Christina Grenz - Back

John Stoller




A Short History of Christina Grenz

Christina was 8 years old when her family emigrated to the U. S. in 1905.  She met her husband, John Stoller, when he worked on a threshing crew for her brother Godrey.  they farmed just north of the present Albert Opp farm, where they lived until 1934 when they moved to Hazelton where Arlo Flegel currently resides.  In the 40's, they bought Christina's brother Chris; currently resides.  In the 40's, they bought Christina's brother Chris' house.  Their son John now resides there.  They had 8 sons and 2 daughters.

John and Christine ran a boarding house in their home, serving meals to the many people who rented rooms there.  They bought the Northside Bar in 1942 and sold it a short time later to buy the Northside Cafe in 1947.  Christina continued running the cafe into the 1950's.

John farmed  until 1969, when he sold his land to Ervin Baker.  Christina spent many hours worrying about John when, at age 76, he bought calves and drove to the farm daily to care for them.  However, she thought nothing of climbing up on a roof herself, at 70 years of age, to repair a shingle or do some painting on one of the eight houses they owned and rented out!!

John's brother Pete emigrated to the US shortly after John and married Christina's sister, Fredrica.  The two families were very close and Sundays at their house were joyful days when friends filled in after church to join in a big meal, a glass of Mogen David wine and a day of singing.  The walls reverberated to the robust voices and the floors thundered to the beat of John and Pete, doing their old Russian dances, arm-in-arm.

There were also very solemn days when one could walk into their home to find John on the davenport, overcome with grief at the loss of his parents and 3 sisters in Russia.  He had lost contact with them, only to find out many years later that they had all starved to death during Stalin's "reign of terror" in the 1930's.  Out of this deep hurt was born a wonderful generosity.  john and Christina took groceries to many a needy family' it was said of John that, if he had 50 cents in his pocket, everyone in town had money.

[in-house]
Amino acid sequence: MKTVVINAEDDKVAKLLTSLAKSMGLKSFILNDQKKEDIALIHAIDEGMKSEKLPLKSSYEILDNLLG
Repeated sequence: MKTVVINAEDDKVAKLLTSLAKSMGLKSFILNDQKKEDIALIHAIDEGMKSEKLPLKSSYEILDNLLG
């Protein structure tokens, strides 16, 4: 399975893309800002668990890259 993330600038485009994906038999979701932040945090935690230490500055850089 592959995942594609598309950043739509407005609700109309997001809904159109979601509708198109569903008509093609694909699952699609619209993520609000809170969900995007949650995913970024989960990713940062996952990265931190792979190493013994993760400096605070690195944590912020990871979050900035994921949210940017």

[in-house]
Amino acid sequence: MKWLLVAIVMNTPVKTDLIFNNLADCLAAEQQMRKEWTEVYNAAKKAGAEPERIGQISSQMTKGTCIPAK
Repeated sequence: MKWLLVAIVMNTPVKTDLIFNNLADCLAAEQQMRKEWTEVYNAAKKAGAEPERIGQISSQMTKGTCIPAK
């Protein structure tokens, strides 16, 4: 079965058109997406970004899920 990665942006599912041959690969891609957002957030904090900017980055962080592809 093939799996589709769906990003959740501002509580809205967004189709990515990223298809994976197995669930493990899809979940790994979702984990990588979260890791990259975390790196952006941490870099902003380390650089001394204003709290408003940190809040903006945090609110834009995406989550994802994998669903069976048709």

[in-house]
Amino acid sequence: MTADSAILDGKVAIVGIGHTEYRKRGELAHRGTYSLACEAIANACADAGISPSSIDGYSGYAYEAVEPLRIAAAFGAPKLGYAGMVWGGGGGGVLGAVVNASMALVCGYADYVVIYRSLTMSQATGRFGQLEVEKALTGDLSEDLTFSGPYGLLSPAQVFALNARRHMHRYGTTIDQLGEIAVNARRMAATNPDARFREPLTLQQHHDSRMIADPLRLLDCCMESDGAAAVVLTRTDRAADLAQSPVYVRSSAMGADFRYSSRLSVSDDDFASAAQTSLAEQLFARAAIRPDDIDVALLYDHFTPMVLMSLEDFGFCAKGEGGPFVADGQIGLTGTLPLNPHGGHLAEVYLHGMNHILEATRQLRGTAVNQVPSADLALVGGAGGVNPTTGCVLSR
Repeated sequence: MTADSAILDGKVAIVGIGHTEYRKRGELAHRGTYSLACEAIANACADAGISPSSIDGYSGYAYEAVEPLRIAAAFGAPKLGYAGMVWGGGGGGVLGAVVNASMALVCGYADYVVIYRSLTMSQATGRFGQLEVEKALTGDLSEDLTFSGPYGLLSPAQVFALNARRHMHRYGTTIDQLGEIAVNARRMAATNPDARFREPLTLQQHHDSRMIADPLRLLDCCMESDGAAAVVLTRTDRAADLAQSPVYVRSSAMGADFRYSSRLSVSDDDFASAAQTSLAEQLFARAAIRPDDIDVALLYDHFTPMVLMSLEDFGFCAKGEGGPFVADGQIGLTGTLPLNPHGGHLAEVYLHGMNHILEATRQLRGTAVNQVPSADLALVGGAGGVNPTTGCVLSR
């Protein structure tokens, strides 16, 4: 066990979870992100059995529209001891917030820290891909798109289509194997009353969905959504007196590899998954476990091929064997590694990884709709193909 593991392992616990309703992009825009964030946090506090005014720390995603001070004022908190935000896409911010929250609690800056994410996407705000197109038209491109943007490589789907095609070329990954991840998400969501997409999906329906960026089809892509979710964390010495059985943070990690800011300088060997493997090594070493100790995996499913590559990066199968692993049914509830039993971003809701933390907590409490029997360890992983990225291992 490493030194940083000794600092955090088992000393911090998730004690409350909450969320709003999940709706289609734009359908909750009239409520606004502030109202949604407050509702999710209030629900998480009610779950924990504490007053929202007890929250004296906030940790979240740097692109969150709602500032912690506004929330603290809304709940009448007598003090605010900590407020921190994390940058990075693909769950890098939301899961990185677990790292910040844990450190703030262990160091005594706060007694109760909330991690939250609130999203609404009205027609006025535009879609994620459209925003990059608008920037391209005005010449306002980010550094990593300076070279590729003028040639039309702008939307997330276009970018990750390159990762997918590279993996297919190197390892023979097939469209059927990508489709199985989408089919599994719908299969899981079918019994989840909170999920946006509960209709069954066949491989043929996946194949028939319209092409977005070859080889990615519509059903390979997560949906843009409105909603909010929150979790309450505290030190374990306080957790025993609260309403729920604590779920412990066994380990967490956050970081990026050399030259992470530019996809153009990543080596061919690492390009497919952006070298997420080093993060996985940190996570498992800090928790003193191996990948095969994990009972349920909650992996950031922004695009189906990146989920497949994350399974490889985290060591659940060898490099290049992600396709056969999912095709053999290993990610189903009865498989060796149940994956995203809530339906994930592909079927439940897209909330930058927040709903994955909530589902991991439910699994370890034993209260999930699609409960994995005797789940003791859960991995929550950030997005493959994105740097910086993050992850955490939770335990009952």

If Christina wasn't painting, you could usually find her cooking.  No-one ever left their house, hungry!

John passed away at the age of 86 in 1976 and Christina passed away in 1984 at the age of 87.  They are buried in the Hazelton City Cemetery.

Jenny (Stoller) Moch - Grand-daughter



Back:  Jake, Reuben, Albert, Bill.  Middle:  John, Walter, John Sr., Christina, George and Irene:  Front:  Carolina

John Stoller Family

      John M. Stoller was born at Odessa, Russia, Nov. 15,1889, a son to Michael and Caroline Stoller.  He had one brother, Pete, who also emigrated to this area, and three sisters who remained in Odessa with their parents.  They were Germans who migrated to Russia where his father worked as a blacksmith.

       John attended school in Russia and came to the U.S. in 1913.  He worked at a bottling plant in New York for a short time before he came to this area.  He had emigrated with the intentions of marrying a girlfriend who had promised to wait for him when she had left Russia earlier.  However, when John arrived here the first person he met, John Schiermeister, told him that she had already married.

       John worked two years as a farm laborer for Jake Halfenstein who had paid his fare.  He then worked two years on a threshing crew for Godfrey Grenz.  Halfenstein lived just south of the present Reuben Schiermeister farm.  He gave John a plow and helped him get started when John bought three quarters of land from Christ Wacker just north of the present Albert Opp farm, 11 miles west of Hazelton,  Homestead land was already gone when John came over.

     John married Christine Grenz March 4, 1917.  She was a daughter of Gottlieb and Christine (Hogue) Grenz, born Aug. 20, 1897, at Gildendorf, Russia.  Her parents were also German descendants who lived in Russian and emigrated to the U.S.  with their 10 children Nov. 30, 1905.  They homesteaded just north of where Henry Will now lives. (See Gottlieb Grenz history in this book.)

       John and Christine lived on the farm until 1934 when they boutht a house in Hazelton known to us as the Farrey house.  It is west across the street from Herman Gimbels.  They bought the present house in Hazelton in the 40's from Pauline Grenz, who received it as a divorce settlement from Christine's brother, Chris.  They also bought the North Side Bar in 1942 and sold it to Hansen a year or so later.

Christine ran the North Side cafe in Hazelton from 1947 on into the 50's.   They sold it to Hilzendiggers.  they still had plenty to keep them busy as the rented out their upstairs bedrooms and John continued to farm until 1969, when he sold his land to Ervin Baker.  Also, they had accumulated as many as eight houses which they rented out.  It was not unusual to see 70-year old Christine up on a roof of one of their houses repairing a shingle or painting.


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